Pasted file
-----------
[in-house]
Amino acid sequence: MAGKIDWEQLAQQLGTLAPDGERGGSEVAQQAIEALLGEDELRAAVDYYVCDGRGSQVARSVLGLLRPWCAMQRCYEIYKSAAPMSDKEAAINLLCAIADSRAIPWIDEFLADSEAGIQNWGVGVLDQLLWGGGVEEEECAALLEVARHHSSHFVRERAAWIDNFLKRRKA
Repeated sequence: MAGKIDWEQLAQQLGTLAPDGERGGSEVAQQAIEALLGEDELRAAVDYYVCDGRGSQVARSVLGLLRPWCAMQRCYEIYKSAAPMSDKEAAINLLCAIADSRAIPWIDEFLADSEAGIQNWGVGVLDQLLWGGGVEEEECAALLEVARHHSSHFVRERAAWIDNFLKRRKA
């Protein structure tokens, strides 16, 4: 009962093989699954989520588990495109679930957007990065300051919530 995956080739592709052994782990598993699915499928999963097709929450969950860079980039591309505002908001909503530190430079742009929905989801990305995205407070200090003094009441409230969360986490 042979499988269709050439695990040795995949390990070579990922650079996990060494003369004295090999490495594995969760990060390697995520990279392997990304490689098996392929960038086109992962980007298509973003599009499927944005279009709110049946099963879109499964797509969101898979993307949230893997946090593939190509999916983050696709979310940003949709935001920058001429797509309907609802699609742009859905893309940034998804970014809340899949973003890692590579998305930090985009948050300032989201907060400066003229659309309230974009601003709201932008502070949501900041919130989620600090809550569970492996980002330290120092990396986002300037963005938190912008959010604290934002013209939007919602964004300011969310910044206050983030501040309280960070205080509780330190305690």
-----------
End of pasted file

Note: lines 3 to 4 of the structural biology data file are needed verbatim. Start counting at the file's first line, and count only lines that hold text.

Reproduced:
Repeated sequence: MAGKIDWEQLAQQLGTLAPDGERGGSEVAQQAIEALLGEDELRAAVDYYVCDGRGSQVARSVLGLLRPWCAMQRCYEIYKSAAPMSDKEAAINLLCAIADSRAIPWIDEFLADSEAGIQNWGVGVLDQLLWGGGVEEEECAALLEVARHHSSHFVRERAAWIDNFLKRRKA
């Protein structure tokens, strides 16, 4: 009962093989699954989520588990495109679930957007990065300051919530 995956080739592709052994782990598993699915499928999963097709929450969950860079980039591309505002908001909503530190430079742009929905989801990305995205407070200090003094009441409230969360986490 042979499988269709050439695990040795995949390990070579990922650079996990060494003369004295090999490495594995969760990060390697995520990279392997990304490689098996392929960038086109992962980007298509973003599009499927944005279009709110049946099963879109499964797509969101898979993307949230893997946090593939190509999916983050696709979310940003949709935001920058001429797509309907609802699609742009859905893309940034998804970014809340899949973003890692590579998305930090985009948050300032989201907060400066003229659309309230974009601003709201932008502070949501900041919130989620600090809550569970492996980002330290120092990396986002300037963005938190912008959010604290934002013209939007919602964004300011969310910044206050983030501040309280960070205080509780330190305690």